Randalor
Sep 4, 2011






Defiance Industries posted:

Versus evil robots, you mean.

Eh, from the sounds of it, they were fighting against humans, so they couldn't have been THAT evil.

Randalor
Sep 4, 2011






I do wonder how much of the Bene Gesseret's scheming at that point was "Work to bring about the Messiah" and how much was just being addicted to playing politics and pretending to be the kingmaker, while lying to themselves that it was all for the bigger plan. Like, there has to come a point where they either have so many Contingency plans at work, or they're taking a fairly big gamble that Paula Atrades, Daughter of Leto Atredes, doesn't decide to be a child and accidentally falls down the stairs, or falls into the ocean, or accidentally impaled herself playing with grandpappy's sword. Or that the Baron or Duke just said "gently caress it", declared outright war and "whoops, we wiped out the other royal family. Whatcha gonna do?"

Hell, part of me wonders how many members of the Bene Gesserit breathed a sigh of relief that they could focus more on one of the other bloodline projects when Jessica rebelled and sired an heir instead of an heiress.

Randalor
Sep 4, 2011






jisforjosh posted:

I don't like agreeing with Ben Shapiro but his whole "feels strangely 15 minutes too long and 2 and a half hours too short" in his Dune review described it pretty well.

Which is odd, because I thought he liked dry things.

Randalor
Sep 4, 2011






Inspector Gesicht posted:

So, video game adaptations. Where could we go using only the official book canon (gently caress off Brian and KJA) and the new movies style and presentation?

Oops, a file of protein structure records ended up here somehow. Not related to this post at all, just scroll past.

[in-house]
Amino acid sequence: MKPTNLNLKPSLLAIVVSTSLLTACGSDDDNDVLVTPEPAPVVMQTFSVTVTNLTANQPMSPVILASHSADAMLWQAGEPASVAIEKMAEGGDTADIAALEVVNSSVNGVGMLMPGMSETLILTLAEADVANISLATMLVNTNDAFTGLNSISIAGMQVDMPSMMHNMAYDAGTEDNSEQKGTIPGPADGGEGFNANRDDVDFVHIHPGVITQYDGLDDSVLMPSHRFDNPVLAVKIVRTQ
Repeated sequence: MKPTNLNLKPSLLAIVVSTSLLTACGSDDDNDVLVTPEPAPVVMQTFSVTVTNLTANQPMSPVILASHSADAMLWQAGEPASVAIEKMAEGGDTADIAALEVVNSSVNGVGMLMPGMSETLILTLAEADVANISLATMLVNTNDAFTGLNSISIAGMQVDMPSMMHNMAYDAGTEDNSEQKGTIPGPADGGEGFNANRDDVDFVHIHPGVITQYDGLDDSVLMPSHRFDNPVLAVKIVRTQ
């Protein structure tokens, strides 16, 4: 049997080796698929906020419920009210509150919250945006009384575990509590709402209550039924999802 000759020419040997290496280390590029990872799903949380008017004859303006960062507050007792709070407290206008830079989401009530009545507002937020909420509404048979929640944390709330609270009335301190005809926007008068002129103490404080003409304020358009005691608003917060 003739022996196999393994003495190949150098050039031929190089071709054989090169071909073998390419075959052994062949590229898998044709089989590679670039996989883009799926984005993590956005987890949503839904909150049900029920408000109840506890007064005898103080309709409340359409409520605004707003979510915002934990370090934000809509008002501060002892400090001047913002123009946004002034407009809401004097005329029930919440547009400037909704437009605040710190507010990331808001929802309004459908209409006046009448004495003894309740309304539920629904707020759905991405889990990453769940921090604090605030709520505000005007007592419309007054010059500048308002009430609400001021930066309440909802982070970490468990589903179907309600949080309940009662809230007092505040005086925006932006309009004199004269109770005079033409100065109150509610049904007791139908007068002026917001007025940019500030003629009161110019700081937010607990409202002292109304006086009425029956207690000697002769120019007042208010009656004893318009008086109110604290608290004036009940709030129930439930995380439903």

RTS is an obvious choice though niche, but what could be Dune's Arkham Asylum or Shadow of Mordor? Something that draws from across the source into a package that is stand-alone and approachable?

We've gotten 3 RTS out of Dune and barely scratched the surface of stuff they could put in. Just keep giving me that sweet, sweet non-canon House Ordos.

Randalor
Sep 4, 2011






Hey now, marrying Chani wouldn't be a "But though must" option. After all, concubines are canon in-universe. gently caress Chani, marry the Emperor's daughter, kill the Baron. Wait, were we playing Marry/gently caress/Kill?

Randalor
Sep 4, 2011






I mean, for all we know, that spider-thing is actually native to the planet, or some Tleilaxian abomination.

E:fb

Randalor
Sep 4, 2011






Make it Patrick Stewart. The man has looked like he was in his 70's since his 30's, so it all works out!

Randalor
Sep 4, 2011






Failed Imagineer posted:

What if the Imperial Herald from the start of the movie turned out to be the Emperor? I know it's not in the book or anything but it's the kinda stupid thing Emperors do sometimes, like Undercover Boss but for the Galactic Imperium instead of a Hobby Lobby.

Yeah, I realise this is falling into the realm of "goons suggest terrible pointless plot ideas*

I would assume that the heads of the houses know what the Emperor looks like, although consider the importance of what's going on, I could see the Emperor being the one to issue the decree in person, as a "I know you have the option of running away, I want you to have the balls to say it to my face" kind of power move.

Randalor
Sep 4, 2011






TheMadMilkman posted: